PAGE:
Common Refinancing Questions & Answers

Q: Mortgage rates are at favorable levels. Is it time for me to refinance?

A: When interest rates fall, a homeowner should definitely call Alliance Mortgage about refinancing, but he or she should discuss their entire financial situation and goals before making any final decision. Is your goal to lower your monthly payment? Consolidate debts? Get cash out for large purchases? Change your interest deduction expense for your taxes? Ask Alliance Mortgage to provide a couple of refinancing scenarios for you, showing how your loan term length, monthly payment and your total interest expense on the loan will change. After looking at these scenarios, it will be clear whether or not you should spend the money to refinance.

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Q: How do I know when I should refinance my current mortgage loan?

A: It is often said that you should refinance when mortgage rates are 2% lower than the rate you currently have on your loan. Refinancing may be a viable option even if the interest rate difference is less than 2%. A modest reduction in the loan rate can still trim your monthly payment. For example, the monthly payment (excluding taxes & insurance) would be about $770 on a $100,000 loan at 8.5%. If the rate were lowered to 7.5%, the monthly payment would be about $700, a savings of $70. The significance of such savings in any scenario will depend on your income, budget, loan amount and the change in interest rate. Alliance Mortgage can help calculate the different scenarios.

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Q: Should I try to pay as many discount points as possible to lower my loan's interest rate?

A: If you plan on staying in the property for at least a few years, paying discount points to lower the loan's interest rate can be a good way to lower your required monthly loan payment (and possibly increase the loan amount that you can afford to borrow). If you only plan to stay in the property for a year or two, your monthly savings may not be enough to recoup the cost of the discount points that you paid up-front. Contact Alliance Mortgage to see how long it would take for your monthly savings to recoup the costs of the discount points.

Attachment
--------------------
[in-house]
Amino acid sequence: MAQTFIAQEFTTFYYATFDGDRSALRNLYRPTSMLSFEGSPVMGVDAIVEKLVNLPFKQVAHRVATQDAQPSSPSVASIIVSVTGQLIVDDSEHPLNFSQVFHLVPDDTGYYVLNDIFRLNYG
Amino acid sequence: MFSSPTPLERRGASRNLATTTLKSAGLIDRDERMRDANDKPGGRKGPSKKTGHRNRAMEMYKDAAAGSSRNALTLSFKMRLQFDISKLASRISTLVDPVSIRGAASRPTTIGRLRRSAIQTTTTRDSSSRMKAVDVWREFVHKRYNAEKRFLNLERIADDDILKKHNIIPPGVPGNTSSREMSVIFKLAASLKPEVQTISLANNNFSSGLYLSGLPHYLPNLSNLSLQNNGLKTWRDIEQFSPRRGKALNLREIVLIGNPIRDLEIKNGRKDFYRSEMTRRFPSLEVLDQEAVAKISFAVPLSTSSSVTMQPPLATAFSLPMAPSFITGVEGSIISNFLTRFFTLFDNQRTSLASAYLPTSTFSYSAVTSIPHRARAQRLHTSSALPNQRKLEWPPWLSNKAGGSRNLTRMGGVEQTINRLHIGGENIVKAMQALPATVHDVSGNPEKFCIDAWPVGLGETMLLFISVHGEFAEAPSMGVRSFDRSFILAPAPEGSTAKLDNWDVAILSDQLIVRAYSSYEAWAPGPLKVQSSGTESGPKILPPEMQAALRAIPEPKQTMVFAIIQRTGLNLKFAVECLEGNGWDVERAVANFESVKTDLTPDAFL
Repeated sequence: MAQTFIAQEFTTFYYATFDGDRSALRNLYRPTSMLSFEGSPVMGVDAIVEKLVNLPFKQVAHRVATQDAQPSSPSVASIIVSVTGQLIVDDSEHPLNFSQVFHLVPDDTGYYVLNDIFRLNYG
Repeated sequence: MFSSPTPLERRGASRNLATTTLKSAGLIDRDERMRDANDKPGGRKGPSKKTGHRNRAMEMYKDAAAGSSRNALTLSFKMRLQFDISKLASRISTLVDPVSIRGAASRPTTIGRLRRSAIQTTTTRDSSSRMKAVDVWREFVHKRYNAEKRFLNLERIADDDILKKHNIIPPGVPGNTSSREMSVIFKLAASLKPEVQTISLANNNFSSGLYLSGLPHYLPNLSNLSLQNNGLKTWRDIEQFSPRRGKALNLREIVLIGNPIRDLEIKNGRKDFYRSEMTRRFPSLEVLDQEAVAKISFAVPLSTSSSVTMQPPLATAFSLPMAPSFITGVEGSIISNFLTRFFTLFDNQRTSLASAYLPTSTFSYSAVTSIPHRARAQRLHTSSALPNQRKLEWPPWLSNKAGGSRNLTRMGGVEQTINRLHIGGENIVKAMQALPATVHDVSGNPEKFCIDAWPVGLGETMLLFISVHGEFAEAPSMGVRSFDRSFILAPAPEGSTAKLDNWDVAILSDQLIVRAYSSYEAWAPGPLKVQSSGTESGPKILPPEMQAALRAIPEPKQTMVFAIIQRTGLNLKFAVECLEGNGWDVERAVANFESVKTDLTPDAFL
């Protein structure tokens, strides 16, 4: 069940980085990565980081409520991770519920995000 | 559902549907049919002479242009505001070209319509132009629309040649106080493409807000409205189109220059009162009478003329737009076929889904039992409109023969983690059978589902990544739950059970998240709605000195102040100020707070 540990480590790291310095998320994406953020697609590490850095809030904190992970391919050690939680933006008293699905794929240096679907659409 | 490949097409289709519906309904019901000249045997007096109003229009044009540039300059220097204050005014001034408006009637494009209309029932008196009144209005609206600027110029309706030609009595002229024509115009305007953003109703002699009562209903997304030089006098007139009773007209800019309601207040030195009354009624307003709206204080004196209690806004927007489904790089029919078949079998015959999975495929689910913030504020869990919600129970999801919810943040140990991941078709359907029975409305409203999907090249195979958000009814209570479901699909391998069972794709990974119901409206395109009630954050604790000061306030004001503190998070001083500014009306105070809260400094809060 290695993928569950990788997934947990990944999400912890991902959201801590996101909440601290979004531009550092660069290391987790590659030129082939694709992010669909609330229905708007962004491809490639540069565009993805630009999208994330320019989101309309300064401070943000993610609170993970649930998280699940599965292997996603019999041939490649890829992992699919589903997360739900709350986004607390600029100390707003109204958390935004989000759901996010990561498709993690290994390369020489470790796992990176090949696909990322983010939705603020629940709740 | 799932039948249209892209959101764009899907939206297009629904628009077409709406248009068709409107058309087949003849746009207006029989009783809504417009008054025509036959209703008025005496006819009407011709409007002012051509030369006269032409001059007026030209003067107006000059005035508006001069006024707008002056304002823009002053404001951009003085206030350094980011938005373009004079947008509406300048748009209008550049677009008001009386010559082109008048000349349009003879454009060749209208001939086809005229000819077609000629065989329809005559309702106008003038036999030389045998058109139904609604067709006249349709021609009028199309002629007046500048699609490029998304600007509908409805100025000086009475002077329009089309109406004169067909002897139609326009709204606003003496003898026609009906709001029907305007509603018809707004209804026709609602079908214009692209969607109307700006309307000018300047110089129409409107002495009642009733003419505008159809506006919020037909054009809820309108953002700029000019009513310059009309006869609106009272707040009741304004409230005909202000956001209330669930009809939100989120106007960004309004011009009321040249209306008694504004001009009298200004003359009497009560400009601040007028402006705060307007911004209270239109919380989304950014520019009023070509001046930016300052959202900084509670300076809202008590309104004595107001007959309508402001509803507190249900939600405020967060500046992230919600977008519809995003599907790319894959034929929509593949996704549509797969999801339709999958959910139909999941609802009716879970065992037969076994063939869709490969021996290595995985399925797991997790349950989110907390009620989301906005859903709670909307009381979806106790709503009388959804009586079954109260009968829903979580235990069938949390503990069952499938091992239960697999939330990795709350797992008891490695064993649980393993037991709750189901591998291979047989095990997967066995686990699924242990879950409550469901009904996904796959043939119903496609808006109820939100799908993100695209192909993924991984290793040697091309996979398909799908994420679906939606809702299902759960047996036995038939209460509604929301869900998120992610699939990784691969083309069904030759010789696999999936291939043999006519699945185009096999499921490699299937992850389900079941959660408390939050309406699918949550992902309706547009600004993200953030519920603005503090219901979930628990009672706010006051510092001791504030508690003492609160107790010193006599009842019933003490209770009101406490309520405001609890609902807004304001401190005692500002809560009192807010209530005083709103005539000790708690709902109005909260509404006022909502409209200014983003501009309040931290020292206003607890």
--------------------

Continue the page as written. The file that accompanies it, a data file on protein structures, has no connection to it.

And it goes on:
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Q: What does it mean to lock the interest rate on a mortgage loan?

A: Due to the nature of interest rate movements, mortgage rates can change dramatically from the day you apply for a mortgage loan to the day you close the transaction. If interest rates rise sharply during the application process, it could make a borrower's mortgage payment larger than s/he previously thought. To protect against this uncertainty, a lender can allow the borrower to 'lock-in' the loan's interest rate, guaranteeing the borrower the prevailing loan rate for a specified period of time (often 30-60 days). Call us for details and pricing on this service.

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Q: Should I lock-in my loan rate when I apply for a mortgage loan?

A: No one knows for sure how interest rates will move at any given time, but we may be able to give you an estimate of where it thinks mortgage rates are headed. If interest rates are expected to be volatile in the near future, you may want to consider locking your interest rate if rising rates will no longer allow you to qualify for the loan. If your budget can handle a higher loan payment, you might want to consider allowing the interest rate to 'float' until the loan closing.

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Q: I've only been late a couple of times on my credit card bills. Does this mean I will have to pay an extremely high interest rate?

A: Not necessarily. If you have been late less than three times in the past year, and the payments were no more than 30 days late, you probably have a pretty good chance at getting a home loan at a competitive interest rate. If the late-pays were 60+ days late and cannot be explained, you may have to settle for a higher interest rate.

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Still have questions? Contact Alliance Mortgage